An example of this is the seagrass at the bottom of the ocean floor. Seagrass stores carbon 7 x faster than the rainforests, but saving the sea plants often takes a back seat when it comes to the discourse around afforestation. They also provide habitat for marine life, helping the oceans’ lifecycle. 30% of seagrass has died in the last 50 years, which not only drastically alters the levels of Co2 in the oceans, but also the animals that feed off the seagrass. Oceanic plant destruction needs to stop - we cannot let the marine animals that are so often neglected, die out. Not just for their sake, but for the future of the planet.
Ice caps and the ice regions get mentioned a lot in the discourse around climate change. We know about how climate change is causing their destruction, but what about how they help to balance the earth and the ecosystems within it?
Ice caps act like a protective cover over our earth and its oceans. The whiteness reflects the sun's rays, cooling the planet down. As more ice caps melt, less heat is reflected and the temperatures rise even faster, causing more meltage. This is the vicious circle of global warming.
Studies show that the thickness and extent of summer sea ice in the Arctic has dramatically decreased over the past thirty years because of our carbon dioxide and other greenhouse gas emissions that we produce has raised temperatures, causing the glaciers to rapidly melt.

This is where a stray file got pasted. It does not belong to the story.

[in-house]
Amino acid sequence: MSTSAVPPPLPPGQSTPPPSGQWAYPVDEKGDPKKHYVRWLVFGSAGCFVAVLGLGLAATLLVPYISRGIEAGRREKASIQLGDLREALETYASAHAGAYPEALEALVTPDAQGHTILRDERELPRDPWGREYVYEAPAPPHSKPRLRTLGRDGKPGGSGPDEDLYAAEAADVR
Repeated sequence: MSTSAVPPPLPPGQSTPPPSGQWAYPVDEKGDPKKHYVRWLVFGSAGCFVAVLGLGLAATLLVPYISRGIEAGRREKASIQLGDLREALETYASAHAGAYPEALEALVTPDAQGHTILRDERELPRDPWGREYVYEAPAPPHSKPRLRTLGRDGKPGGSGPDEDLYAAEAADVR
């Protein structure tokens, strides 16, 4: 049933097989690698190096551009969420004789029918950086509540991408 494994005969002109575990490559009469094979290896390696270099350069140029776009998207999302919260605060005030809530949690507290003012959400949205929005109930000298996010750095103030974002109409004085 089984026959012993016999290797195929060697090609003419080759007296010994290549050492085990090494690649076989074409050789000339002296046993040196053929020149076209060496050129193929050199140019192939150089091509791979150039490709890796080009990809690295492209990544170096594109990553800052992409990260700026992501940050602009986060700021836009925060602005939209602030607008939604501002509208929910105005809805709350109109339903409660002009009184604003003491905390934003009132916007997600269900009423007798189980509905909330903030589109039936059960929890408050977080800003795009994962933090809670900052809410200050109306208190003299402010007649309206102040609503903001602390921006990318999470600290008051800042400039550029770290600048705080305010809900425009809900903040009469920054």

Scientists predict that if we don't change our rate of emissions the Arctic could be ice free in the summer by 2040. The fewer ice caps we have on the planet, mean more extreme weather we will experience, like hurricanes or typhoons. What happens in the ice regions affects our entire globe. We need to protect the ice caps, so they can keep harmony on our planet.
Making urban areas a little more green
With the rise of urbanisation, more and more natural habitats are being destroyed. A growing human population means it's difficult to know how to keep areas green and full of wildlife. We need plants and trees to absorb carbon dioxide from the atmosphere and for the survival of wildlife. It's in these urban areas that the most harmful gasses are given off. Also, infrastructure and vehicles overpopulating the city means that animals are in more danger than ever.
One of the solutions to this problem is the creation of Green Walls. When plants and trees are added to infrastructure, it removes air pollutants, reduces urban temperatures, improves the biodiversity of the area and attenuates rain water.
But, it's not just the environment that these walls help - it's us too. These walls not only look beautiful, but they are proven to increase productivity and well-being, provide health benefits and reduce noise from inside the building. It's a win-win all round.
A green wall in London, due to be the largest in Europe. Each year, it would release 7 tonnes of fresh air and extract 9 tonnes of CO2.
The variation between our different ecosystems is what makes our planet so interesting. From the tropical rainforests to the driest deserts - all our environments work together to create nature’s balance. Each living thing has a vital part to play in the balance of their ecosystem and every ecosystem helps to regulate the others. If one aspect is altered, there is a knock-on effect that changes everything else. When humans damage one aspect of the planet, it affects the larger harmonious system - and we feel the consequences as much as the endangered animals. We need to protect each living species - now more than ever - before it is too late.